Guest Speaker: Martin Camper

Wednesday, October 18, 2017
4:30 PM - 6:00 PM (ET)
Edith Stein Hall 120
Event Type
Lecture - Speaker
Elise Saad
English Department

In classical Greece, courtroom speechwriters developed a method for inventing arguments about legal documents to support their clients’ cases: the interpretive stases. The interpretive stases, which are the historical foundation of Western hermeneutics, classify the kinds of disagreements that can occur over textual meaning and identify the argumentative strategies that people can use to support their preferred interpretations.

In his talk, Prof. Martin Camper will present this long forgotten theory of interpretive disagreement as a much-needed general rhetorical method for analyzing and constructing arguments over textual meaning in virtually any discipline. To illustrate the wide applicability of the interpretive stases, this talk will analyze examples of historical, political, religious, literary, and legal debates over texts, and will also include remarks about how this tool can be employed in the classroom.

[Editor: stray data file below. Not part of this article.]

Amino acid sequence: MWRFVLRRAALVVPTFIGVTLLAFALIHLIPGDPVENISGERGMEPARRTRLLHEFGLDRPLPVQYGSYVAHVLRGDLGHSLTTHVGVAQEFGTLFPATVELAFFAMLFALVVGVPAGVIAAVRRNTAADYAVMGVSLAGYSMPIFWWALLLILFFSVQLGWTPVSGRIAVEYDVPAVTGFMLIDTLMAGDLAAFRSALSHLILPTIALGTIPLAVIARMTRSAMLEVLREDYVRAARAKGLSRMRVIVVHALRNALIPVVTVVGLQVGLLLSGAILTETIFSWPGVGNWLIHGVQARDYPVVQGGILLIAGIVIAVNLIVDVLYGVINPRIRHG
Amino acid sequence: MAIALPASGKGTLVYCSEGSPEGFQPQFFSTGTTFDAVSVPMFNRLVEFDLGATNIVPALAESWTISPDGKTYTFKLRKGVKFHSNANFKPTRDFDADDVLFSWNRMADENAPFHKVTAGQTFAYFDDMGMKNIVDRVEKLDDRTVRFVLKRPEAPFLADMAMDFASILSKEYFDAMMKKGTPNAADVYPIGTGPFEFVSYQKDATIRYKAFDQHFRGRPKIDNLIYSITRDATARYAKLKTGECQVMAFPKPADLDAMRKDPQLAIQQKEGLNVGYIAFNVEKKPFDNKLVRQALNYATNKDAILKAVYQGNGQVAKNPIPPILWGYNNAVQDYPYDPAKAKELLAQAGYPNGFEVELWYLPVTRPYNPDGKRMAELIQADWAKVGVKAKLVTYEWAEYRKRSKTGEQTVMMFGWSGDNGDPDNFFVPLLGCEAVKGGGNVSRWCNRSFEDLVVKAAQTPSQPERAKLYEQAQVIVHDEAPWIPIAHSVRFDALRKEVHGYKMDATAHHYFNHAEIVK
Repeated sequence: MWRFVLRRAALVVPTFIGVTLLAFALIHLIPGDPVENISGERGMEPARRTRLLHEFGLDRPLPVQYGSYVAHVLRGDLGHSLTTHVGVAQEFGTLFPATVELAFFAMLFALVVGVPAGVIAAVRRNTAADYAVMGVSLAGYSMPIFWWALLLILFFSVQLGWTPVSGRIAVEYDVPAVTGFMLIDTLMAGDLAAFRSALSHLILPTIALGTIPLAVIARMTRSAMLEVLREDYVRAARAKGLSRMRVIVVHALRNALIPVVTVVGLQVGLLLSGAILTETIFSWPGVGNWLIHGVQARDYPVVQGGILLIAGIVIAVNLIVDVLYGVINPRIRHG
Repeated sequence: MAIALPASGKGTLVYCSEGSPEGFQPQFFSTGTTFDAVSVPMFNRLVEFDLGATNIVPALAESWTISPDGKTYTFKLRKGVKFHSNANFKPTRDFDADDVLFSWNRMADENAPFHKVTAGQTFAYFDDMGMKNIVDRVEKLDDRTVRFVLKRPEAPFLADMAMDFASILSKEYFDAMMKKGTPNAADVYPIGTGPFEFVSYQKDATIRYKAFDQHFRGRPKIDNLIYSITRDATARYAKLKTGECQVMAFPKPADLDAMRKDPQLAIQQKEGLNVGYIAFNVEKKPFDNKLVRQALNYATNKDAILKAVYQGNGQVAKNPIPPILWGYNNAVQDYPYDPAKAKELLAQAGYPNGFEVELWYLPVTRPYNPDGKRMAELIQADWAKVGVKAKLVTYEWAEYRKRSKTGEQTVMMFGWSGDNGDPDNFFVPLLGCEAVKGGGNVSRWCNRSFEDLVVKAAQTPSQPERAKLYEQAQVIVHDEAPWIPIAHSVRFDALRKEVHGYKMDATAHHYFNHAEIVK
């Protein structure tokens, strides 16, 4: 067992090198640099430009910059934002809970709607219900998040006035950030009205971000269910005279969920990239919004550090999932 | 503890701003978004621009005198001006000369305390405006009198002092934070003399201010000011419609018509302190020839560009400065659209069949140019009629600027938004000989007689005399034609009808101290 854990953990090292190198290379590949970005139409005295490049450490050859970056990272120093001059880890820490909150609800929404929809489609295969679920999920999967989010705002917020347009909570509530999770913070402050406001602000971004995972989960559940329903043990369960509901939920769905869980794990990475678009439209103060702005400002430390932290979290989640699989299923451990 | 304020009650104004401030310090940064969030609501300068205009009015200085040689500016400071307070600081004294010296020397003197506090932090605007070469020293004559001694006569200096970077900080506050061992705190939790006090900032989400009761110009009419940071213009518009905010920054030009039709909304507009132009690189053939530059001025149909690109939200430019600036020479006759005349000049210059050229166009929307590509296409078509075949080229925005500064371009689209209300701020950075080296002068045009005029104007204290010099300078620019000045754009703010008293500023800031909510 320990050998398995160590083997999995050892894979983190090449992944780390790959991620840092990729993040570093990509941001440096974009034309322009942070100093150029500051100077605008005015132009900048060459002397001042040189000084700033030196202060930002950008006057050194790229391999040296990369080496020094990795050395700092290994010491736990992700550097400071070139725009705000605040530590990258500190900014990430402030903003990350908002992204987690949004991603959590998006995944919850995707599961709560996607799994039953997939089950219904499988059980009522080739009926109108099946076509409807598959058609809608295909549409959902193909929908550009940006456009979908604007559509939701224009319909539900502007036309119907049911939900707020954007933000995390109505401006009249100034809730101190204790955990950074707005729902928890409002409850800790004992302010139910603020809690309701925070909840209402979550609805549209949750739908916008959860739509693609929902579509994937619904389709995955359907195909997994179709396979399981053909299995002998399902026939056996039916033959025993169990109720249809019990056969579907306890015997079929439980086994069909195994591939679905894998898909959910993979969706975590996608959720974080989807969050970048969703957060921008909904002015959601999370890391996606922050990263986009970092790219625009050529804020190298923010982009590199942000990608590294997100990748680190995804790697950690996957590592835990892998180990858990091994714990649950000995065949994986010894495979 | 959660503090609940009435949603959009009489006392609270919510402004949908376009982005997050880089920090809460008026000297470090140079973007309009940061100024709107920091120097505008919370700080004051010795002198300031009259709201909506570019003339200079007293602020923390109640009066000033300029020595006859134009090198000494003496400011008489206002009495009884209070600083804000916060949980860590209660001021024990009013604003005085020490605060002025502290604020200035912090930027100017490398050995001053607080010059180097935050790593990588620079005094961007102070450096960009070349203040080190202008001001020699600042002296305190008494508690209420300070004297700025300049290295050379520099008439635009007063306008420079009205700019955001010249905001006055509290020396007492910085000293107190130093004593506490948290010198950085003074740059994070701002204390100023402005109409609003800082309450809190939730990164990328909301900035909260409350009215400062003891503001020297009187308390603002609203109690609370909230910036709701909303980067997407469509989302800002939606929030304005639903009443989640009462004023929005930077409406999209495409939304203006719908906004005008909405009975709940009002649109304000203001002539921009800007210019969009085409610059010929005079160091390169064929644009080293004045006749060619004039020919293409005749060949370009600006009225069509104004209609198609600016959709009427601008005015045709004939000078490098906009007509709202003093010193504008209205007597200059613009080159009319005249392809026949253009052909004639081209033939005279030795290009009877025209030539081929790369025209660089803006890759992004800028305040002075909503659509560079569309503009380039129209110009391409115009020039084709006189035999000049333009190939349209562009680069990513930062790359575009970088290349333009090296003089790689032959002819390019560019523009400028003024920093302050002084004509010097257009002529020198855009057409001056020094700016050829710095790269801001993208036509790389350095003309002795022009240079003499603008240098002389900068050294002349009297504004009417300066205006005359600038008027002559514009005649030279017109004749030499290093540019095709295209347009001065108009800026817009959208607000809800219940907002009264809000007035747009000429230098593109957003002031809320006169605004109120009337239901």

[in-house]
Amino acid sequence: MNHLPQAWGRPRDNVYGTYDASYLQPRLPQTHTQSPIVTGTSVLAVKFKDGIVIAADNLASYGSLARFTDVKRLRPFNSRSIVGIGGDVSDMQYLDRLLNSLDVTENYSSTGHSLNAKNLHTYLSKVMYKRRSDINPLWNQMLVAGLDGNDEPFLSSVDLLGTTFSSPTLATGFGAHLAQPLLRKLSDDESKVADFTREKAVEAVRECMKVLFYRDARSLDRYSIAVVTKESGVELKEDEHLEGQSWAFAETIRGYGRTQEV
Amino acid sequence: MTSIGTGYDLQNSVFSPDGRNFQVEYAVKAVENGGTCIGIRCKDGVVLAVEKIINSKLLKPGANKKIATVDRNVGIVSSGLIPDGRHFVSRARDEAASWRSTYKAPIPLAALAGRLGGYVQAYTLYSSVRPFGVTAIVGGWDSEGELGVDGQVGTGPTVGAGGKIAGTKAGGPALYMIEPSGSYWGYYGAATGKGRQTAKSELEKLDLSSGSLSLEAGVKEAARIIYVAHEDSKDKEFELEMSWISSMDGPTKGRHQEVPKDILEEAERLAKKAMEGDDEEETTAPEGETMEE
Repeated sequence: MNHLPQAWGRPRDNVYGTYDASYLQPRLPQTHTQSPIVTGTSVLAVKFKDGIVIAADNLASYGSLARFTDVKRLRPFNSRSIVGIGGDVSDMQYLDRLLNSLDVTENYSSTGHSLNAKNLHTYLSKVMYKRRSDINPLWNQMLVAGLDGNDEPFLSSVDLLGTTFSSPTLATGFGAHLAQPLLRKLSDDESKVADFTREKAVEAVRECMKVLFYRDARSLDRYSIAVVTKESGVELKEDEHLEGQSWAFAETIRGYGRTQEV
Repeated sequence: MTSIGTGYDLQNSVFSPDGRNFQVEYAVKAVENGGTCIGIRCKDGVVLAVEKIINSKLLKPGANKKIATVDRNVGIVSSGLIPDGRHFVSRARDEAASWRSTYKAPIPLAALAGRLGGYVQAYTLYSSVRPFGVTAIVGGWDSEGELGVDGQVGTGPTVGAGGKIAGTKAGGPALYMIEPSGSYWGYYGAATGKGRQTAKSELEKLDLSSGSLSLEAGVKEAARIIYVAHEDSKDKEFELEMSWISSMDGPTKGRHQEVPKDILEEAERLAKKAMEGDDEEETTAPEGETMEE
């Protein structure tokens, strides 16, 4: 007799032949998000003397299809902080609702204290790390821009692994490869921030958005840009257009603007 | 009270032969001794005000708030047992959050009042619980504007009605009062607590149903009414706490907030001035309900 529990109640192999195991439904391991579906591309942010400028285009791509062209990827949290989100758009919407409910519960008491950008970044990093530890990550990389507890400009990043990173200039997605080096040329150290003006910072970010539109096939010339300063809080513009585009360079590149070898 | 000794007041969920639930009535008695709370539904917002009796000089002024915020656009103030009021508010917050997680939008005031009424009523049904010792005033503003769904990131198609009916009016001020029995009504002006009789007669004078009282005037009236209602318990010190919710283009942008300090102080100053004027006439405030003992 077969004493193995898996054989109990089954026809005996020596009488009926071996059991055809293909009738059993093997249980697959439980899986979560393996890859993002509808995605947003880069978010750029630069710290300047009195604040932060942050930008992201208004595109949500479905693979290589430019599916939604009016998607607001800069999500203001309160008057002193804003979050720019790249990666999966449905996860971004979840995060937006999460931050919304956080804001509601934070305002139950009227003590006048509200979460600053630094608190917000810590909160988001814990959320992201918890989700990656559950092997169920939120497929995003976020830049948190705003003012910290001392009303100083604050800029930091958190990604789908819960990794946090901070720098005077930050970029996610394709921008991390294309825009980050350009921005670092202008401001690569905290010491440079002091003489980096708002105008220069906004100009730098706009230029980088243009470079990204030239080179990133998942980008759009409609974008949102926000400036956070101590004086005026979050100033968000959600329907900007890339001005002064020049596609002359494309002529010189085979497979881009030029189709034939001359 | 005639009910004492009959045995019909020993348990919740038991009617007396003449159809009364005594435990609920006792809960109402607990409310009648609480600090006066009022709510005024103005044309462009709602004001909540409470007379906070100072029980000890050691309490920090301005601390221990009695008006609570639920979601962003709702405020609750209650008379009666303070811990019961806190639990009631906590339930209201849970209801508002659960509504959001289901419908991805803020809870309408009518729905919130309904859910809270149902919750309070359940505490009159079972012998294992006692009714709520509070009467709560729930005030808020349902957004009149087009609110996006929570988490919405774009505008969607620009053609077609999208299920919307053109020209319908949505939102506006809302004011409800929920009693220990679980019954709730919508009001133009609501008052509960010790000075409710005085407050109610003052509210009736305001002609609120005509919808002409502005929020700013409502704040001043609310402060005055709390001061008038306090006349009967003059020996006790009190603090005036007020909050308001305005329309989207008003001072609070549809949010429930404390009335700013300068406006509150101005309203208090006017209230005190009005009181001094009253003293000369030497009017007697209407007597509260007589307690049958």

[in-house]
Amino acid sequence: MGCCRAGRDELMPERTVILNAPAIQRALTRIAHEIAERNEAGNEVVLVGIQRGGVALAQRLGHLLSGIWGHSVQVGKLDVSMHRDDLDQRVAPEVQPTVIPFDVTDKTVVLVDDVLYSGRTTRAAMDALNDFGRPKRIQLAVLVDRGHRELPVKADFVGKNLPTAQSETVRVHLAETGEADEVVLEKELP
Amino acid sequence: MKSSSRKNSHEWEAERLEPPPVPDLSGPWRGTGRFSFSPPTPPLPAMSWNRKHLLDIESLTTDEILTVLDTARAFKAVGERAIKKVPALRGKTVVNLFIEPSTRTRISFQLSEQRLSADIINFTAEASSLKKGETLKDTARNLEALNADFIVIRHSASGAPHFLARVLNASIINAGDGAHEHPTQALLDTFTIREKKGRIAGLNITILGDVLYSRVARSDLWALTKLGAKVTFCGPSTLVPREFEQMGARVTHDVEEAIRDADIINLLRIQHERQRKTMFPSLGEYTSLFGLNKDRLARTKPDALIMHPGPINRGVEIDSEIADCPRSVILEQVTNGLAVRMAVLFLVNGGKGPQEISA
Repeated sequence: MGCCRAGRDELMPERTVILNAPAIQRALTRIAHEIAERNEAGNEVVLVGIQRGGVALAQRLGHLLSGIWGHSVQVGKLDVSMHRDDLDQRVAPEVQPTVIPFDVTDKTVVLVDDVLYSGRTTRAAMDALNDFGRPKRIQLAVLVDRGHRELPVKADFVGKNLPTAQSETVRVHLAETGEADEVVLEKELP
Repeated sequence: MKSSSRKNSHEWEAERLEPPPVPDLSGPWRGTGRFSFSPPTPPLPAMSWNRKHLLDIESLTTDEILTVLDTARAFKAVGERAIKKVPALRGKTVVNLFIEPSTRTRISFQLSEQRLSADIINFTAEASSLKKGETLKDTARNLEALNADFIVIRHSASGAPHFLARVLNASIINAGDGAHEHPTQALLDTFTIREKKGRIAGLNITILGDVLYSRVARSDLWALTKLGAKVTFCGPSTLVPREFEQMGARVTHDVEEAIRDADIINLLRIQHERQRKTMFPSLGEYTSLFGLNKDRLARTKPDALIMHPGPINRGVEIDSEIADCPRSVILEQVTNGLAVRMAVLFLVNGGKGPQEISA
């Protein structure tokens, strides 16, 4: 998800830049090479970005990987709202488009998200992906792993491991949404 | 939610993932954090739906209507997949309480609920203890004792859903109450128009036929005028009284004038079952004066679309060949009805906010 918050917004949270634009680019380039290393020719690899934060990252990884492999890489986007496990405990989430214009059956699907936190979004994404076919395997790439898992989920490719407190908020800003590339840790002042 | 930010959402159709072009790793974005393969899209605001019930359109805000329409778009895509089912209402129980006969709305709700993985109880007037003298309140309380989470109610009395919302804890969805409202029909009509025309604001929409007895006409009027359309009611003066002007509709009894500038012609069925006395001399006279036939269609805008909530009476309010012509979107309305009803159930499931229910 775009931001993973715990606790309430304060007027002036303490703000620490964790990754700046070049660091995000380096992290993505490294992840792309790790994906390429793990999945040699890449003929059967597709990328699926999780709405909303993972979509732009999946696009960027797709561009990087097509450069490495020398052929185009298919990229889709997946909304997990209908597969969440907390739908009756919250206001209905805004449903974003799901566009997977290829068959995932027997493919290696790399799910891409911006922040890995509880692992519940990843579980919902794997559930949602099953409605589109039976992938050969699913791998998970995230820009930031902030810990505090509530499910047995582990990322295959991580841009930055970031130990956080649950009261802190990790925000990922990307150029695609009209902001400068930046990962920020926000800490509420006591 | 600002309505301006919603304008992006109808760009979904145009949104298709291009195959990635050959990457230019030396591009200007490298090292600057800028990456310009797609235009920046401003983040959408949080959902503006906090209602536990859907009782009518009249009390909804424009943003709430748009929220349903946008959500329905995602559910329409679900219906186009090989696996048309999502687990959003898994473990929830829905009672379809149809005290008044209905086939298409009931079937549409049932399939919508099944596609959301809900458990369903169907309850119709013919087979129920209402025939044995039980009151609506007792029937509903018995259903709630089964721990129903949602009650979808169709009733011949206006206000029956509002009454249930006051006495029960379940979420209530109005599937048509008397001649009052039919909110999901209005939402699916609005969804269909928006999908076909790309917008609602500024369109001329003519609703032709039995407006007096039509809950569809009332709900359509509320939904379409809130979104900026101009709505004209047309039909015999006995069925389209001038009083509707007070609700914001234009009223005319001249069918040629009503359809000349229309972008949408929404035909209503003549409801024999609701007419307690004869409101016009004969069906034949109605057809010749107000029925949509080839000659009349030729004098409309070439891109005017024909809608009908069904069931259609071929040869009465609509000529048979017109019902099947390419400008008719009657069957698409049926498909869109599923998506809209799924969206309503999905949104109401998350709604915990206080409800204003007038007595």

Open to Campus Community Only

Categories: English,Center for Interdisciplinary Studies,Center for Writing,Classics,Philosophy,Political Science,Religious Studies

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